Selected paper and featured on the cover of

The following is an abstract from an article co-authored by Arash Badakhsh, R&D engineer and hydrogen specialist at PNDC. Learn more about Arash in our Meet the Team feature.


Hydrogen can be used as fuel in a fuel cell to generate electricity and/or in a burner to produce heat with no carbon emissions. However, pure hydrogen is rarely found in nature and is generally produced from other sources, such as water and/or methane. Hence, part of the process to produce pure hydrogen is the separation from other species like oxygen, carbon dioxide or water vapour. The state-of-the-art, i.e., PSA, uses gigantic columns filled with adsorbents to separate heavier gases from hydrogen by applying high pressure (10-40 bar). This renders PSA highly energy-consuming and space-occupying.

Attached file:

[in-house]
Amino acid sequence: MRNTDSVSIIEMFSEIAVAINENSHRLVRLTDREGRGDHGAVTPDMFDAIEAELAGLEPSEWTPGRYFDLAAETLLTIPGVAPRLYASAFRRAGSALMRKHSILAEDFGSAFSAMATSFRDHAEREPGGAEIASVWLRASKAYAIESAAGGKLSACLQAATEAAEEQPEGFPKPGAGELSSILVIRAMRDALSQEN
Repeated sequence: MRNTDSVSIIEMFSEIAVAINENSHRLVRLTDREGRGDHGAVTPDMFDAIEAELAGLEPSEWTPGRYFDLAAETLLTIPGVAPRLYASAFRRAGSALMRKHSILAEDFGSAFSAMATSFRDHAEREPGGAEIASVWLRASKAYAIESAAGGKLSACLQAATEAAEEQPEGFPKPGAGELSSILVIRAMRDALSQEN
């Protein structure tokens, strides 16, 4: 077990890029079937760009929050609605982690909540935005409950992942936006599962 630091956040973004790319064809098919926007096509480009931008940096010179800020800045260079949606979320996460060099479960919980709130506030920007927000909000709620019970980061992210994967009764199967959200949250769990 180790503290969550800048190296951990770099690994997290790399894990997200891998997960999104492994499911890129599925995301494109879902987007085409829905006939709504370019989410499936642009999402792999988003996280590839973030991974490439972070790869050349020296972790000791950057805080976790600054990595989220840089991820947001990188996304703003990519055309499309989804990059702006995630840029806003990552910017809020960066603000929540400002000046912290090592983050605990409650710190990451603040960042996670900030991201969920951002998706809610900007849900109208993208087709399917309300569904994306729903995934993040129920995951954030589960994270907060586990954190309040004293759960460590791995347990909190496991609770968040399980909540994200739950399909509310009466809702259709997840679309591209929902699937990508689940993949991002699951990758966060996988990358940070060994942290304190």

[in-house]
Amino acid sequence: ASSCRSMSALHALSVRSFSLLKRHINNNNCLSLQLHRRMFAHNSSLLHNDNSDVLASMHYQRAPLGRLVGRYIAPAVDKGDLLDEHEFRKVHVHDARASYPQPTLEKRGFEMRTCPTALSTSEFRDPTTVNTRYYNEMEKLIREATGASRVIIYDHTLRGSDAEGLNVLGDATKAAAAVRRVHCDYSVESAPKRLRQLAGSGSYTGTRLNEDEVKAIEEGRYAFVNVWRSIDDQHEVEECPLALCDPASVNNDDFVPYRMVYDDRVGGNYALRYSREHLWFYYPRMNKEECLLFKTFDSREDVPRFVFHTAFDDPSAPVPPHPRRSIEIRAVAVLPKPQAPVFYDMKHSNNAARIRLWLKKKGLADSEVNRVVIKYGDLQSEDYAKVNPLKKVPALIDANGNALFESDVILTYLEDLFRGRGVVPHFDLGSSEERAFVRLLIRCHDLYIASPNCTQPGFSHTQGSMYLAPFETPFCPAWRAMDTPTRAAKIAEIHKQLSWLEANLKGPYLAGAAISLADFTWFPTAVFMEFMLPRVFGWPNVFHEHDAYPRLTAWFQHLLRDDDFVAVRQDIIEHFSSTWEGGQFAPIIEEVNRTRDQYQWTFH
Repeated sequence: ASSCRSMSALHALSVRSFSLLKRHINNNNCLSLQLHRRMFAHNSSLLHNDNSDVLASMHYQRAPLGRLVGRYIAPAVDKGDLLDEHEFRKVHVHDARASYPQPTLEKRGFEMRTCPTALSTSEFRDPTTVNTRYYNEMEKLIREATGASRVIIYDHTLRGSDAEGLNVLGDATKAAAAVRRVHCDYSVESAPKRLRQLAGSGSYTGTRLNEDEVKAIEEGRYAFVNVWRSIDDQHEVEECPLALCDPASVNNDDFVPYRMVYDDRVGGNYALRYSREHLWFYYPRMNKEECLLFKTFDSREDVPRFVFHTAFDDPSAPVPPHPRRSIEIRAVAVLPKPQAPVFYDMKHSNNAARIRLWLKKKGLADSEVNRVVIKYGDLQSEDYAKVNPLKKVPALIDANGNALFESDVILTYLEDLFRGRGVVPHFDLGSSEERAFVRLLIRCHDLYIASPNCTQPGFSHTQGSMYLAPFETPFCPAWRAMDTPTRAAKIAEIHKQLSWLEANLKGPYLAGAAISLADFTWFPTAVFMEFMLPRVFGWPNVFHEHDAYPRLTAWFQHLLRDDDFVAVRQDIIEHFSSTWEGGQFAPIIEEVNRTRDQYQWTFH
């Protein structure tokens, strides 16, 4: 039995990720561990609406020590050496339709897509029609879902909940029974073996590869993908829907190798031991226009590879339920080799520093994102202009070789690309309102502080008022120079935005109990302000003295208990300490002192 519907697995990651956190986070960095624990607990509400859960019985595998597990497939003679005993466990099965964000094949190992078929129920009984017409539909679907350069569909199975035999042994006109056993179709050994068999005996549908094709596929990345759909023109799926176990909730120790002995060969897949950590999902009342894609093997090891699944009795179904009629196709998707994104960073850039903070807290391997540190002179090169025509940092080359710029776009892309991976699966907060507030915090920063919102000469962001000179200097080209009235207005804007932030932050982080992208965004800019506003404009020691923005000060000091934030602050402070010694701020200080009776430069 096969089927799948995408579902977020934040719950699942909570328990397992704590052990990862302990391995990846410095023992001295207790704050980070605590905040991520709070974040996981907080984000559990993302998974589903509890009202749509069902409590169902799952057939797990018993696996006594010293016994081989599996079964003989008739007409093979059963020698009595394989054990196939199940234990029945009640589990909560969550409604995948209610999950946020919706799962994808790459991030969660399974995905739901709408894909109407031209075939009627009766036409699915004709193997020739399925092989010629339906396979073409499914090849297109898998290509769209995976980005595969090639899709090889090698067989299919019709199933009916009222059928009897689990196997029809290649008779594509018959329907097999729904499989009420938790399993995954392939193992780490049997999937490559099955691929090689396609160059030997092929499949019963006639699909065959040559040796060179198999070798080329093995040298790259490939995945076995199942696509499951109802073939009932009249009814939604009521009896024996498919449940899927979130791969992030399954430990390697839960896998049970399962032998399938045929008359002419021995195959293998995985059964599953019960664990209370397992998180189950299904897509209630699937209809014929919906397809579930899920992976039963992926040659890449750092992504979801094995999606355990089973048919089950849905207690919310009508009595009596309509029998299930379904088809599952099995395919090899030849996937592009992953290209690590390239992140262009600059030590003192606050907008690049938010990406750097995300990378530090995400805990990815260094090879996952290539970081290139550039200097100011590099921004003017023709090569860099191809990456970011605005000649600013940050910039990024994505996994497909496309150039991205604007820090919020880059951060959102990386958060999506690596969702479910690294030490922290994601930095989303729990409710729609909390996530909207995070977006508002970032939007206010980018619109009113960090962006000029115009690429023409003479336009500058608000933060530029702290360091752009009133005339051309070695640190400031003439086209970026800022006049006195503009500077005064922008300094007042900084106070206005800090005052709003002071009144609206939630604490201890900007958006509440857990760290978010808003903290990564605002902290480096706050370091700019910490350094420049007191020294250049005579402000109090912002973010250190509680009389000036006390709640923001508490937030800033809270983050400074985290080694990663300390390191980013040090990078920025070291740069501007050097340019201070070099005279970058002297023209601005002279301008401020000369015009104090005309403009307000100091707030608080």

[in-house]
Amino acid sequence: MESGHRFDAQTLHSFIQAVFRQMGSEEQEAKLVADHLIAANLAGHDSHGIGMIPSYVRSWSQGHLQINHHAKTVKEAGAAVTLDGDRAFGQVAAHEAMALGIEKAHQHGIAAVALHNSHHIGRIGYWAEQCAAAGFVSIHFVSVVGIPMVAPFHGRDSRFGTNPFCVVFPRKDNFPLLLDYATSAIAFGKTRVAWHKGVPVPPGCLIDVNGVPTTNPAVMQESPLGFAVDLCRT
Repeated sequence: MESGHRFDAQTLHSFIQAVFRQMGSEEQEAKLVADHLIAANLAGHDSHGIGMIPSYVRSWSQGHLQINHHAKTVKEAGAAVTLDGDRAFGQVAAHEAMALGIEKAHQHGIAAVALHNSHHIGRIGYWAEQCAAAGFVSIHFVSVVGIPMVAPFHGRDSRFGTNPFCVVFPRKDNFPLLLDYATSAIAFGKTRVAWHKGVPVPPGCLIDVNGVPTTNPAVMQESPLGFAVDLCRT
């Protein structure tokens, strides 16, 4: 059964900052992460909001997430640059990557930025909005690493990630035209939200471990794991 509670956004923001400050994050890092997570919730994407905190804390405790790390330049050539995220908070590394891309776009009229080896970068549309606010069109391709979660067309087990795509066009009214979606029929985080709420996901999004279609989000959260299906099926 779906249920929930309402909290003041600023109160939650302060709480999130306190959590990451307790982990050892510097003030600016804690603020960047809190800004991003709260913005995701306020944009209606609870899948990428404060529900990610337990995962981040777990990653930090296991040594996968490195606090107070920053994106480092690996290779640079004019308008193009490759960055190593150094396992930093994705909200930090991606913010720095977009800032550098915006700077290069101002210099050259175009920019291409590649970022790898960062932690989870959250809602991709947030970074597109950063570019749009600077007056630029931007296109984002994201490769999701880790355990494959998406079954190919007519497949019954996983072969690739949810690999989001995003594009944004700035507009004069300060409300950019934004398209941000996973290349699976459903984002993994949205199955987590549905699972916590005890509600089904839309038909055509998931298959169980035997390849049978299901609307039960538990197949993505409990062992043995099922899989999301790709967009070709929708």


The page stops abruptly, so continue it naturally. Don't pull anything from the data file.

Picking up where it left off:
Catalytic membranes are being developed as an alternative to alleviate these problems and lower the required pressure and volume and, in turn, the required energy. In this paper, Arash and his team have investigated the facile synthesis and permeability performance of an alloy membrane system, which offers a lower price and longer durability against decay by thermal, chemical, and mechanical loads.

Graphical abstract of dissociation mechanism of the hydrogen molecule and comparative stability of membranes

Read the full article at

Ryu, S.; Badakhsh, A.; Oh, J.G.; Ham, H.C.; Sohn, H.; Yoon, S.P.; Choi, S.H. Experimental and Numerical Study of Pd/Ta and PdCu/Ta Composites for Thermocatalytic Hydrogen Permeation. Membranes 2023, 13, 23.